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J Biomol Struct Dyn. 2015;33(4):706-22. doi: 10.1080/07391102.2014.908142. Epub 2014 Apr 15.

Development of pharmacophore similarity-based quantitative activity hypothesis and its applicability domain: applied on a diverse data-set of HIV-1 integrase inhibitors.

Author information

1
a Department of Bioinformatics, Applied Botany Centre (ABC) , Gujarat University , Ahmedabad 380009 , Gujarat , India.

Abstract

Quantitative pharmacophore hypothesis combines the 3D spatial arrangement of pharmacophore features with biological activities of the ligand data-set and predicts the activities of geometrically and/or pharmacophoric similar ligands. Most pharmacophore discovery programs face difficulties in conformational flexibility, molecular alignment, pharmacophore features sampling, and feature selection to score models if the data-set constitutes diverse ligands. Towards this focus, we describe a ligand-based computational procedure to introduce flexibility in aligning the small molecules and generating a pharmacophore hypothesis without geometrical constraints to define pharmacophore space, enriched with chemical features necessary to elucidate common pharmacophore hypotheses (CPHs). Maximal common substructure (MCS)-based alignment method was adopted to guide the alignment of carbon molecules, deciphered the MCS atom connectivity to cluster molecules in bins and subsequently, calculated the pharmacophore similarity matrix with the bin-specific reference molecules. After alignment, the carbon molecules were enriched with original atoms in their respective positions and conventional pharmacophore features were perceived. Distance-based pharmacophoric descriptors were enumerated by computing the interdistance between perceived features and MCS-aligned 'centroid' position. The descriptor set and biological activities were used to develop support vector machine models to predict the activities of the external test set. Finally, fitness score was estimated based on pharmacophore similarity with its bin-specific reference molecules to recognize the best and poor alignments and, also with each reference molecule to predict outliers of the quantitative hypothesis model. We applied this procedure to a diverse data-set of 40 HIV-1 integrase inhibitors and discussed its effectiveness with the reported CPH model.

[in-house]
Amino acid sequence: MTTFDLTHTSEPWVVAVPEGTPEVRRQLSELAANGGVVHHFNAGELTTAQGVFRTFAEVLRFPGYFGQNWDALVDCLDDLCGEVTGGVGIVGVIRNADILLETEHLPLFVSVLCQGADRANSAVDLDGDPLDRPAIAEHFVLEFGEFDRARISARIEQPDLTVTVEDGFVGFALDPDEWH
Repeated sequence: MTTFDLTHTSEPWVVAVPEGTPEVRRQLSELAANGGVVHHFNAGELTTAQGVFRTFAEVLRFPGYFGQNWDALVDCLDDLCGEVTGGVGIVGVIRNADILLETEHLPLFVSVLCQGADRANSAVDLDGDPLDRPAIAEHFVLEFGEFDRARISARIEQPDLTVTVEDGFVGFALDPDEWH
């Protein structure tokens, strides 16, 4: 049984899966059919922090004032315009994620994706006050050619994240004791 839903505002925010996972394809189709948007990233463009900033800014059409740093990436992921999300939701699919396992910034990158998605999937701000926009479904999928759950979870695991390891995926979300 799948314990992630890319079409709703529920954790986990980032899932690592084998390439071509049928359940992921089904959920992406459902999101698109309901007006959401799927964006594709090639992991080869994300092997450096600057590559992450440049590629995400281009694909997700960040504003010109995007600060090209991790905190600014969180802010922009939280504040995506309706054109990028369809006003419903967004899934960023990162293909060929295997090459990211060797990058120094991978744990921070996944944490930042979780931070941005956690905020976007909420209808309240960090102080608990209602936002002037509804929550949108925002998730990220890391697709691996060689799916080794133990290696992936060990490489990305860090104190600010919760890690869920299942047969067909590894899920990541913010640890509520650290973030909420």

KEYWORDS:

HIV-1 integrase inhibitors; MCS-based alignment; Pharmacophore similarity; distance-based pharmacophoric descriptors; pharmacophore space; quantitative pharmacophore hypothesis

PMID:
24735019
DOI:
10.1080/07391102.2014.908142
[Indexed for MEDLINE]

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